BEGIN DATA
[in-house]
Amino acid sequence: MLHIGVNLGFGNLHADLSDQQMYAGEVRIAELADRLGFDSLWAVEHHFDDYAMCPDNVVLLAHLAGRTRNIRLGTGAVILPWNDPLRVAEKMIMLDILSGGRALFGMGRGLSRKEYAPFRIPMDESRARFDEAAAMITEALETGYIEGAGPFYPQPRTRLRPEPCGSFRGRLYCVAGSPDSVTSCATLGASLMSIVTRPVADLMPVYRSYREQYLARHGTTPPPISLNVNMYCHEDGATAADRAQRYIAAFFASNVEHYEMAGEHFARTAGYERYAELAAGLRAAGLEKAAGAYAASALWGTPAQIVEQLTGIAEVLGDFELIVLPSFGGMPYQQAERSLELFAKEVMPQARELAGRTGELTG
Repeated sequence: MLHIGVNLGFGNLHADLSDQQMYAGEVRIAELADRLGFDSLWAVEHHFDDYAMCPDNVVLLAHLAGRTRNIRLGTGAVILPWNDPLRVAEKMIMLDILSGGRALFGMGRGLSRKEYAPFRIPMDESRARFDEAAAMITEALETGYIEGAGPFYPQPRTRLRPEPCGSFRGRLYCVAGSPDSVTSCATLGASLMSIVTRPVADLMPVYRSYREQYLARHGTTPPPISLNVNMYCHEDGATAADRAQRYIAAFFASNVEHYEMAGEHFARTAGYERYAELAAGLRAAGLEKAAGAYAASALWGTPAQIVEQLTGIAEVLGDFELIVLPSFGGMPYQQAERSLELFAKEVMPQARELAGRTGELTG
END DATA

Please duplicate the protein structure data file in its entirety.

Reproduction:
[in-house]
Amino acid sequence: MLHIGVNLGFGNLHADLSDQQMYAGEVRIAELADRLGFDSLWAVEHHFDDYAMCPDNVVLLAHLAGRTRNIRLGTGAVILPWNDPLRVAEKMIMLDILSGGRALFGMGRGLSRKEYAPFRIPMDESRARFDEAAAMITEALETGYIEGAGPFYPQPRTRLRPEPCGSFRGRLYCVAGSPDSVTSCATLGASLMSIVTRPVADLMPVYRSYREQYLARHGTTPPPISLNVNMYCHEDGATAADRAQRYIAAFFASNVEHYEMAGEHFARTAGYERYAELAAGLRAAGLEKAAGAYAASALWGTPAQIVEQLTGIAEVLGDFELIVLPSFGGMPYQQAERSLELFAKEVMPQARELAGRTGELTG
Repeated sequence: MLHIGVNLGFGNLHADLSDQQMYAGEVRIAELADRLGFDSLWAVEHHFDDYAMCPDNVVLLAHLAGRTRNIRLGTGAVILPWNDPLRVAEKMIMLDILSGGRALFGMGRGLSRKEYAPFRIPMDESRARFDEAAAMITEALETGYIEGAGPFYPQPRTRLRPEPCGSFRGRLYCVAGSPDSVTSCATLGASLMSIVTRPVADLMPVYRSYREQYLARHGTTPPPISLNVNMYCHEDGATAADRAQRYIAAFFASNVEHYEMAGEHFARTAGYERYAELAAGLRAAGLEKAAGAYAASALWGTPAQIVEQLTGIAEVLGDFELIVLPSFGGMPYQQAERSLELFAKEVMPQARELAGRTGELTG